Contrite Quiney reserves judgement on tourists

Rob Quiney walks off after being dismissed for 85 Getty Images

Watching Rob Quiney compile a sprightly innings for Australia A against the South Africans, the selectors John Inverarity and Rod Marsh would have seen plenty to like. They would also have approved of Quiney's contrition having failed to take advantage of his start, reasoning that he should have gone on to add another 100 to the 85 he compiled on an SCG pitch that offered precious little encouragement to the touring bowlers.

"I try to use it as a bit of an experience, this is the highest level I've played and one of the best attacks I've faced," Quiney said. "I wanted to soak it up as much as I could and the runs were a bonus. It was good to get a 50 but very annoying to get out for 80-odd.

"If you make a hundred it's all well and good, but I'm sure the selectors are looking for big scores, big total and to bat for a long period of time. I feel like I was hitting the ball well, and when you've got a little door open to make some more runs you've really got to push on harder."

Quiney's assessment of the touring attack was not quite a case of damning with faint praise, but he did seem somewhat underwhelmed to have scored without much discomfort from the bowling of Dale Steyn and Vernon Philander. An amiable character, Quiney chose to say it was not right to judge the bowlers on the SCG pitch. "I reckon making a judgement on them wouldn't be fair, because the wickets are going to be a lot different to here," Quiney said. "Steyn was swinging the ball early, Philander presented a great seam and nipped a couple around. I'm sure they'll be ready come the Gabba Test, but for me it was just exciting to face those blokes, because you see them on TV and you see how well they bowl and it was good to get a perspective facing them."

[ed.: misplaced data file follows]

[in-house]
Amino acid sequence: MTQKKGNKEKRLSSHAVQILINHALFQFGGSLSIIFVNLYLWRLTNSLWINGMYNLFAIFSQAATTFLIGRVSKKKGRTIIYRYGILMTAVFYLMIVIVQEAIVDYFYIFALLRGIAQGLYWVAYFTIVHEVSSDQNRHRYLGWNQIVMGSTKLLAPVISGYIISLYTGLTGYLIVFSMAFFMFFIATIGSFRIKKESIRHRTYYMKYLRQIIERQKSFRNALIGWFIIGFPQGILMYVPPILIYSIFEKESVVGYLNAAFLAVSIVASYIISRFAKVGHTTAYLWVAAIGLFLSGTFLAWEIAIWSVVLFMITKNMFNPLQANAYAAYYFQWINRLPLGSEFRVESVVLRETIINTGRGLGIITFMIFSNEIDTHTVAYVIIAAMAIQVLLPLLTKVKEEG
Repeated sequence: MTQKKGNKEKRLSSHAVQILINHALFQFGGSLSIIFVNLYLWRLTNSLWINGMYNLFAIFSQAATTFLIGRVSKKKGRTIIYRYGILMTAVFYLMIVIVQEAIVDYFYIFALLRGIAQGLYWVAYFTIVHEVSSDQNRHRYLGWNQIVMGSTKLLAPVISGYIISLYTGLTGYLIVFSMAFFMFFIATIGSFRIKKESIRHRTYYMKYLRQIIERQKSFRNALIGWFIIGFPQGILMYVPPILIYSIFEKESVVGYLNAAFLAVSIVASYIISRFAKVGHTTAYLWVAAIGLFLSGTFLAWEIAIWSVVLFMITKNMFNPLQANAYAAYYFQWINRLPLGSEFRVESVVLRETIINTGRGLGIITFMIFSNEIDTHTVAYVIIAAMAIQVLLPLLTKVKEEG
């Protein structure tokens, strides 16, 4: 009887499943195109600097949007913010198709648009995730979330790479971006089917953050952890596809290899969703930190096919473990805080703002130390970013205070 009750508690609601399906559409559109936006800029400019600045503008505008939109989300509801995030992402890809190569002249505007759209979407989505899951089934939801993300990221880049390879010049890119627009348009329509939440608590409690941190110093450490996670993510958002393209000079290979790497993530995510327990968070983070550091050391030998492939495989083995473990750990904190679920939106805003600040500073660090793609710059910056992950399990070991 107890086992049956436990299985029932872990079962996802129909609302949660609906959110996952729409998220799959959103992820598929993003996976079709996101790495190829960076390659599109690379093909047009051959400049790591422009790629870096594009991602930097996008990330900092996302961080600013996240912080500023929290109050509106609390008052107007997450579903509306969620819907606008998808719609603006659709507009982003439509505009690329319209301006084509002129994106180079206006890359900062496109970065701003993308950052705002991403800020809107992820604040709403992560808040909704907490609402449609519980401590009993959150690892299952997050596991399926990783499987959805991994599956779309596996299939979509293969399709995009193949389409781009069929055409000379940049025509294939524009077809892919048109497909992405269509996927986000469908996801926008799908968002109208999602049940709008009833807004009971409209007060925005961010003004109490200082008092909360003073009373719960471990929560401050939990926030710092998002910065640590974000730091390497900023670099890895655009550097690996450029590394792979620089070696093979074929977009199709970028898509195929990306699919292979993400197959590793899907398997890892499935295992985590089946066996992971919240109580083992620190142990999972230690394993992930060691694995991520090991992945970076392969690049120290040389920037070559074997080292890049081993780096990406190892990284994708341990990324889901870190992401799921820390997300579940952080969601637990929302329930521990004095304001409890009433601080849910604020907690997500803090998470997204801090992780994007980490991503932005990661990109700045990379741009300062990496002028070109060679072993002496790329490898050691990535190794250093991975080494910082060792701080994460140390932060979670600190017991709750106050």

It was apprehension about the possibility of reverse swing that caused Quiney to play at a delivery he might have left and edge it to slip. A tendency to like the feel of ball on bat and so play at a few more deliveries early in his innings is one of few perceptible weak points in Quiney's game, and as an opener he slips more comfortably into the role of dasher than that of accumulator.

"Because the ball was reverse swinging I thought it was going the other way and sucked me into playing, but that was probably their plan, that's what they wanted me to do," he said. "If I had my time again I definitely would've left it alone.

"It was exciting to face them but I think the wicket may not have been as conducive for their bowling attack, but they toiled pretty hard and got enough overs under their belt for what they want. They got the ball reverse swinging earlier and did pretty well with that."

Another who did well was Steve Smith, who made 67 to help Quiney regather the innings from the early uncertainty of 3 for 44. "Every year his batting's improved, he's got very good first-class stats with the bat," Quiney said of Smith. "He's still so young, which is great signs and you don't necessarily need to rush blokes like that. He can keep churning out runs and there's a fair future for him.

"He reminds me a bit of the way David Hussey approaches his batting even in the four-day game he looks to score, his job is to score as a batter and I've seen Steve take on that approach. He came out, played some big drives and a couple of front foot pull shots early and said 'righto, I'm here'. He played beautifully until he got out."